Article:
La gramática española y su enseñanza en la segunda mitad del siglo XVIII y principios del XIX (1768-1815).
Spanish Grammar and its teaching during the second half of the eighteenth century and the beginning of the nineteenth century (1768-1813) goes into the analysis of the grammatical treatises published from the enactment of Carlos the Third's royal letters patent ("Real Cédula de Carlos III") (1768) by which teaching Latin humanities in Spanish language becomes compulsory to the education reform in 1813 which proposes to make official the teaching of Spanish grammar in the secondary school.
Twenty eight manuals are taken into consideration in this study. They form the corpus which is examined in an external and internal perspective: On the one hand, the importance of the relationship between the treatise and the scholar institution (teachers, schools, students, regulatory agencies, the State, etcetera) is pointed out. On the other hand, the theoretical contents are analysed from the Linguistic Historiography point of view, and specifically the area of Grammaticography.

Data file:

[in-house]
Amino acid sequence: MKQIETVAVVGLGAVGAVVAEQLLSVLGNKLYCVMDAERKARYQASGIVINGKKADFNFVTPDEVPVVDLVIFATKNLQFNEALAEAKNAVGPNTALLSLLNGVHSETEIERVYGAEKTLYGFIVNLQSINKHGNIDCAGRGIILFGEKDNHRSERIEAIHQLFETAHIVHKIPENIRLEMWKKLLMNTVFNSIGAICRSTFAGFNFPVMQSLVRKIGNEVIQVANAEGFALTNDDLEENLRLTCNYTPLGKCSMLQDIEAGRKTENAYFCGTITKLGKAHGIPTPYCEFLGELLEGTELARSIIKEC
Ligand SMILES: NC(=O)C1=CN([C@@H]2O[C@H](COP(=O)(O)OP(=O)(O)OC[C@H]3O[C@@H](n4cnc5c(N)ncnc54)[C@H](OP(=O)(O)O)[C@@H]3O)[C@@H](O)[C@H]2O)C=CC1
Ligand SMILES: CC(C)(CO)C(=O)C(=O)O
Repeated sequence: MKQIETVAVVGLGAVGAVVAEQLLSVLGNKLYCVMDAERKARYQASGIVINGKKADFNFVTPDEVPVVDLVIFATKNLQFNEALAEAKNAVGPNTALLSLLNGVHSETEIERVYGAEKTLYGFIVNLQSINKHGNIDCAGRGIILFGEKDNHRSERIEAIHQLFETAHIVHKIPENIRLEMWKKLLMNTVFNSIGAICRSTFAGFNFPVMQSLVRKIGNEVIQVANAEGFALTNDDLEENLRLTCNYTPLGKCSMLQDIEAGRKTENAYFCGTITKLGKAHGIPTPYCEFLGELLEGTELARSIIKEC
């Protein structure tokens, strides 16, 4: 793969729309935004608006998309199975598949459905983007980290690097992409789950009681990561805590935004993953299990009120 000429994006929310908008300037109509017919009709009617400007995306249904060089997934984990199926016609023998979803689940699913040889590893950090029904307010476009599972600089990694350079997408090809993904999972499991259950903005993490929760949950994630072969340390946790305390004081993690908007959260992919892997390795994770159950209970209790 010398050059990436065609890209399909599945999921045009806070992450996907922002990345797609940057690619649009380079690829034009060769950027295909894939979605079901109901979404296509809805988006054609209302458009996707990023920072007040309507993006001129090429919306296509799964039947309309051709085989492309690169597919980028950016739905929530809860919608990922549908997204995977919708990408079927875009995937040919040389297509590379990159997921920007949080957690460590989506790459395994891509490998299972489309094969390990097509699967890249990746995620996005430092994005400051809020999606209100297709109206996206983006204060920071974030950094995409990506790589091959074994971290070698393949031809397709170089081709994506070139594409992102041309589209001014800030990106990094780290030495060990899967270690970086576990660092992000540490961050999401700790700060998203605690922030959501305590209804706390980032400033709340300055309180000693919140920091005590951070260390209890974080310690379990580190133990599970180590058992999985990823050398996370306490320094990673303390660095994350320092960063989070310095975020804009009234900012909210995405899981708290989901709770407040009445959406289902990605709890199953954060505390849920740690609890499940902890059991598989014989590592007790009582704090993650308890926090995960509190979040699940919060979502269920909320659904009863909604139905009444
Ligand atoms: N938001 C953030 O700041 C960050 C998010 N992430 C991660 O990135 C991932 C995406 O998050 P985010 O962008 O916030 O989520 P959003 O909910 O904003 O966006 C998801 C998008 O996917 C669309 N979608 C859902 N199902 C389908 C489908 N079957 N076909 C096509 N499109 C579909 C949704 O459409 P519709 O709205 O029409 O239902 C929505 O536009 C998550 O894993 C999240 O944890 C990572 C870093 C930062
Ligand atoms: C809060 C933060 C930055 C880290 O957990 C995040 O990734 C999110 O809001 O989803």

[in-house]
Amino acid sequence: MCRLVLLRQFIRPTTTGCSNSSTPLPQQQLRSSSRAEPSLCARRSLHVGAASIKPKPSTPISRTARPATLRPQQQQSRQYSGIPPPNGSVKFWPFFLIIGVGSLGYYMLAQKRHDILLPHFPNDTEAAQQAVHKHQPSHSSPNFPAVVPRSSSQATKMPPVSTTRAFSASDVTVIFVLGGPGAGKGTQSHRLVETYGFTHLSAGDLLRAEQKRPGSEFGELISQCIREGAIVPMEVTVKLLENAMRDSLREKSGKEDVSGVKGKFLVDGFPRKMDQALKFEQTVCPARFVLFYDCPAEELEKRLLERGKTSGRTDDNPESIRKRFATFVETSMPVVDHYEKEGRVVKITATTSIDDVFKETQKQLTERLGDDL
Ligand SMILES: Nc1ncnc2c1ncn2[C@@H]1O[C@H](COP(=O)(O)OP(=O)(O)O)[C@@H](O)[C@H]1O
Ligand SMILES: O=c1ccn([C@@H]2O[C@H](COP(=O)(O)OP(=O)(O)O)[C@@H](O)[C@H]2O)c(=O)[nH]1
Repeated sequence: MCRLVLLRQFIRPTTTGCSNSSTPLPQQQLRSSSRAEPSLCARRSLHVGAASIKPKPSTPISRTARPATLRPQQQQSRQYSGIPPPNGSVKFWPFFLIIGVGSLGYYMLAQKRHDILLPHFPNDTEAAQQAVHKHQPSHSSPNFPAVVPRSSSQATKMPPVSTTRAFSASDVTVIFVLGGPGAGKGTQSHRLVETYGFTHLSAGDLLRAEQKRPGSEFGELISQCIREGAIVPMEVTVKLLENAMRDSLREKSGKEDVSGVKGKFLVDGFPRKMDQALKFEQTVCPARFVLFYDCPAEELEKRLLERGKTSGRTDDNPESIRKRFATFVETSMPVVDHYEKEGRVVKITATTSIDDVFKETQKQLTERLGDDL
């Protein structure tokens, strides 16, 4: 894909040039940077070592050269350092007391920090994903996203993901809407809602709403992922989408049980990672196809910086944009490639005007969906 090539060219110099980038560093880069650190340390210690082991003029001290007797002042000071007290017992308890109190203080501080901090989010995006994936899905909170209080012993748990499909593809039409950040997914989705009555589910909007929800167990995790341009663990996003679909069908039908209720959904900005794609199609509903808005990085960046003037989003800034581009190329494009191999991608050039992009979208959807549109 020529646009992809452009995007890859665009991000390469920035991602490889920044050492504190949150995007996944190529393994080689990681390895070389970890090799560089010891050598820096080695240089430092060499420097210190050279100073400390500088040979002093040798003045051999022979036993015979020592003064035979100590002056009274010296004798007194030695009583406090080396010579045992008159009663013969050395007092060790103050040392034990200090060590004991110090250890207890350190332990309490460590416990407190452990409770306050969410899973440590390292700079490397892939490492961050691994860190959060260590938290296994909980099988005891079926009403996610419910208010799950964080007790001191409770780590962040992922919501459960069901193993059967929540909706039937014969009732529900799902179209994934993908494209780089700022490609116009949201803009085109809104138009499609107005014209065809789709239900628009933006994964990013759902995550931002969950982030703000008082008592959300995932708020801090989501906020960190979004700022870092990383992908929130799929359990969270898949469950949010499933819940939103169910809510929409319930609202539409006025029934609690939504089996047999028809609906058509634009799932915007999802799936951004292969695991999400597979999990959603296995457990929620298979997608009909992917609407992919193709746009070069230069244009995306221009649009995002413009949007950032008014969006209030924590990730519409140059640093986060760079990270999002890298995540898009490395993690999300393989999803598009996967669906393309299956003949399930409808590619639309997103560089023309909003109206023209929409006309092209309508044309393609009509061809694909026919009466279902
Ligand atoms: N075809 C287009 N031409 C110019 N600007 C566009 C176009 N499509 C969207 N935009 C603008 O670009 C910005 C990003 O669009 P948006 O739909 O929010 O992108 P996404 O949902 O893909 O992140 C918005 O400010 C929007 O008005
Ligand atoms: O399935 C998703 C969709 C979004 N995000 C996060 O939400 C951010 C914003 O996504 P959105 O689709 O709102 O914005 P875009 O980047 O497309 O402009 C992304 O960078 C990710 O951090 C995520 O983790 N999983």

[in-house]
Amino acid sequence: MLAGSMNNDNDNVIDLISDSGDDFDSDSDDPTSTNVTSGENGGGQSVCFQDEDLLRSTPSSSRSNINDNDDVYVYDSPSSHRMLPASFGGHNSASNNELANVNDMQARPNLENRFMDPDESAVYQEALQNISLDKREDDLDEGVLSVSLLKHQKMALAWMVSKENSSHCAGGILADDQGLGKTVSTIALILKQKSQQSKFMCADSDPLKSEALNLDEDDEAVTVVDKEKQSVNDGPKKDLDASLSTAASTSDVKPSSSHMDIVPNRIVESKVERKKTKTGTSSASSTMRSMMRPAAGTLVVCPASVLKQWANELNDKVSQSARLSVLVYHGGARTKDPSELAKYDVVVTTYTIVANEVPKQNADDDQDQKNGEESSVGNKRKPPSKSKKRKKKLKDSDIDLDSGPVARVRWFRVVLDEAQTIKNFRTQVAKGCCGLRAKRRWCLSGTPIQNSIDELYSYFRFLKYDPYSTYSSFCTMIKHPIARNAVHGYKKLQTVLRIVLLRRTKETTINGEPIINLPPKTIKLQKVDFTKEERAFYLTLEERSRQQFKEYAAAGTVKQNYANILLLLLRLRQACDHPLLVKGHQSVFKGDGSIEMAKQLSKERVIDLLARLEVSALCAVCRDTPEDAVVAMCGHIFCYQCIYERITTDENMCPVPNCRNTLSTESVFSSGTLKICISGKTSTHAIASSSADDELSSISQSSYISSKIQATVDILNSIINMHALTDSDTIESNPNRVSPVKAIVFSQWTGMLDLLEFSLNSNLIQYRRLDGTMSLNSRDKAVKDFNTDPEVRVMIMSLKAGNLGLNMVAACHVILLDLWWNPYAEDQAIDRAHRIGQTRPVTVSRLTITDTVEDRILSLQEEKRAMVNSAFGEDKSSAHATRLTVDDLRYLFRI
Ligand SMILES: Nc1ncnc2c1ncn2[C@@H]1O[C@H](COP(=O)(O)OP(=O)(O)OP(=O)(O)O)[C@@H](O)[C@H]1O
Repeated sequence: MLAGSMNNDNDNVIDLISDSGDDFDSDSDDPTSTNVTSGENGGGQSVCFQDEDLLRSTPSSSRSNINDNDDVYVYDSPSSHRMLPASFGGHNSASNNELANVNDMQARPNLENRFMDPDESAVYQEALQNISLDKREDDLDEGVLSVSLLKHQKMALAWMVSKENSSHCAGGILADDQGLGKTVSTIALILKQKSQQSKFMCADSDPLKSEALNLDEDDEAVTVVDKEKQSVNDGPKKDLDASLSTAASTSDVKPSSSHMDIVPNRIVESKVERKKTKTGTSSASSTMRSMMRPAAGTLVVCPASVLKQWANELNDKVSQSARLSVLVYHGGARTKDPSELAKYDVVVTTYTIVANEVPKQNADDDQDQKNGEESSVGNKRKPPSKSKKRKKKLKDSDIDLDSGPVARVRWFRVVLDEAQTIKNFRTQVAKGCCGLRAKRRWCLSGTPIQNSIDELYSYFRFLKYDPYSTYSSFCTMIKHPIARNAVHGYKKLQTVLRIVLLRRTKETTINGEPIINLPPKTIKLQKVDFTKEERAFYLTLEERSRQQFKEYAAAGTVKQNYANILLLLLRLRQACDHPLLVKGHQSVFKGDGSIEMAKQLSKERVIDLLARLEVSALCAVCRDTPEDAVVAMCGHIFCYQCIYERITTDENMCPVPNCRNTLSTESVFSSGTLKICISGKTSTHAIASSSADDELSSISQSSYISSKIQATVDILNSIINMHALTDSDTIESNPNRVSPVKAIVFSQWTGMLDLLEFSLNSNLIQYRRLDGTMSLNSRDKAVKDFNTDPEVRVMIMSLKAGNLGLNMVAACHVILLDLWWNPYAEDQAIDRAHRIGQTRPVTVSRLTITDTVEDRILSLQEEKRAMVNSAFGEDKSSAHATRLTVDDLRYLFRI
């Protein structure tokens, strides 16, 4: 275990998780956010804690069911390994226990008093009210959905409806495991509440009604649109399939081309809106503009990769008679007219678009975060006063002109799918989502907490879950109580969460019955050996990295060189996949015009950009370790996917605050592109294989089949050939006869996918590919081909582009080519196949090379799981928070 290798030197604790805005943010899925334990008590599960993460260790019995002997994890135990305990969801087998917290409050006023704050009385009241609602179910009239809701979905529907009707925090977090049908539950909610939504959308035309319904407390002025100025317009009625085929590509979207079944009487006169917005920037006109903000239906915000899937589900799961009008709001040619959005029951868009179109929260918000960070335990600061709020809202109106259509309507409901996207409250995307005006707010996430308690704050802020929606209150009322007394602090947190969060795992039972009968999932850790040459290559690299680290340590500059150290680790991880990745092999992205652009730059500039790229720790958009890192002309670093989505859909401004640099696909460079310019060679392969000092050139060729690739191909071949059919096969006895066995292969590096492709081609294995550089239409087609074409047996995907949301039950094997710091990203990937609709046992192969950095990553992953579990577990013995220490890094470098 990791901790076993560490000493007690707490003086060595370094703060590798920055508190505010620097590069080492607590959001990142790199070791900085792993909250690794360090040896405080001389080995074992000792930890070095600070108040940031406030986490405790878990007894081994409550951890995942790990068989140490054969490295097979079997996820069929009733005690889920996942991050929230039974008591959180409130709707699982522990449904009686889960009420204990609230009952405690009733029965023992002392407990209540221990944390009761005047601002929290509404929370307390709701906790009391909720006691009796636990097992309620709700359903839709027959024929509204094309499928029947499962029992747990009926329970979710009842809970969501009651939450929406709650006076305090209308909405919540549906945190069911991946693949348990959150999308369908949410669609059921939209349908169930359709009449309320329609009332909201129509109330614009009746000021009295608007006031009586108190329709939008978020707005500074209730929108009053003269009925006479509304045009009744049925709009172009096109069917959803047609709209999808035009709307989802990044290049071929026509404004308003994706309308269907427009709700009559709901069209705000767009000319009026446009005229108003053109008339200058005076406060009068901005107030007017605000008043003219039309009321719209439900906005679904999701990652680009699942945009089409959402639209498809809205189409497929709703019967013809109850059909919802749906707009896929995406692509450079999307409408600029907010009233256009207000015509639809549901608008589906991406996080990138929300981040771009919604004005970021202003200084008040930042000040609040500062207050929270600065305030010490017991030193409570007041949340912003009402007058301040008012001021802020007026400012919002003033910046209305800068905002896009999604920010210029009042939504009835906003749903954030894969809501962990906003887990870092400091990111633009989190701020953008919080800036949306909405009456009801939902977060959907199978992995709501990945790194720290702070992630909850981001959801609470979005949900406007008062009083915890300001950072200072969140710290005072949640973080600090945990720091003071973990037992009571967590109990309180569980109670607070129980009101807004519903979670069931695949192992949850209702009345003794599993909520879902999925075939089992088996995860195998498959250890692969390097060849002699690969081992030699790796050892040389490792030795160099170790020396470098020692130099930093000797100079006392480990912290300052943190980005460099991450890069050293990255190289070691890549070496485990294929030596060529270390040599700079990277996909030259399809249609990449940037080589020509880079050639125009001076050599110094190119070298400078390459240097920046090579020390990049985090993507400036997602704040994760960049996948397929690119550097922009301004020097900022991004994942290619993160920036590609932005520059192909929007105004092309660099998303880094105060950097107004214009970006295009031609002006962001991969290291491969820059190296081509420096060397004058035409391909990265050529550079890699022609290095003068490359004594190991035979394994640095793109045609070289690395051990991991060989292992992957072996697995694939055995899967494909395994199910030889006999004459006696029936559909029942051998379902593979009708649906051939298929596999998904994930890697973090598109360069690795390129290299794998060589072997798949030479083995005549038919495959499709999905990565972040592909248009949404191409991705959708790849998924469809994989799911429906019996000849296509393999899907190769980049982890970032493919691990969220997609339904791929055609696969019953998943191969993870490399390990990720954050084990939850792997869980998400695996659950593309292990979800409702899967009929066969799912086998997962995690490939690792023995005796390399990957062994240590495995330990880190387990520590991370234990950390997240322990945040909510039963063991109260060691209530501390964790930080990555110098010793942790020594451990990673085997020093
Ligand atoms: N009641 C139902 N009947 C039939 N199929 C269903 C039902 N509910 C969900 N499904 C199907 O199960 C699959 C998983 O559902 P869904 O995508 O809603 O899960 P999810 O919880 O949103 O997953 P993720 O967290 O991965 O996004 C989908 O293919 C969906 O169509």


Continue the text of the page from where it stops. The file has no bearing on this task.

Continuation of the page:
The results obtained show a cause-effect relationship between the multiplication of grammar manuals for Spaniards in the period studied and the peak of the scholar institution, thanks to the Enlightenment ideology and its followers. Moreover, advances on grammatical theory can be observed because of the need to adjust the Latin traditional model inherited to the following factors: 1) the capabilities of the students; 2) the specific characteristics of the Spanish language; 3) the new theoretical trends coming from France, originally represented by Port Royal's Rationalism and the general grammar rewritten by its followers and later by Du Marsais' and Condillac's ideas.
Advisor:Martínez Alcalde, Mª José
School:Universitat de València
Source Type:Master's Thesis
Date of Publication:09/19/2005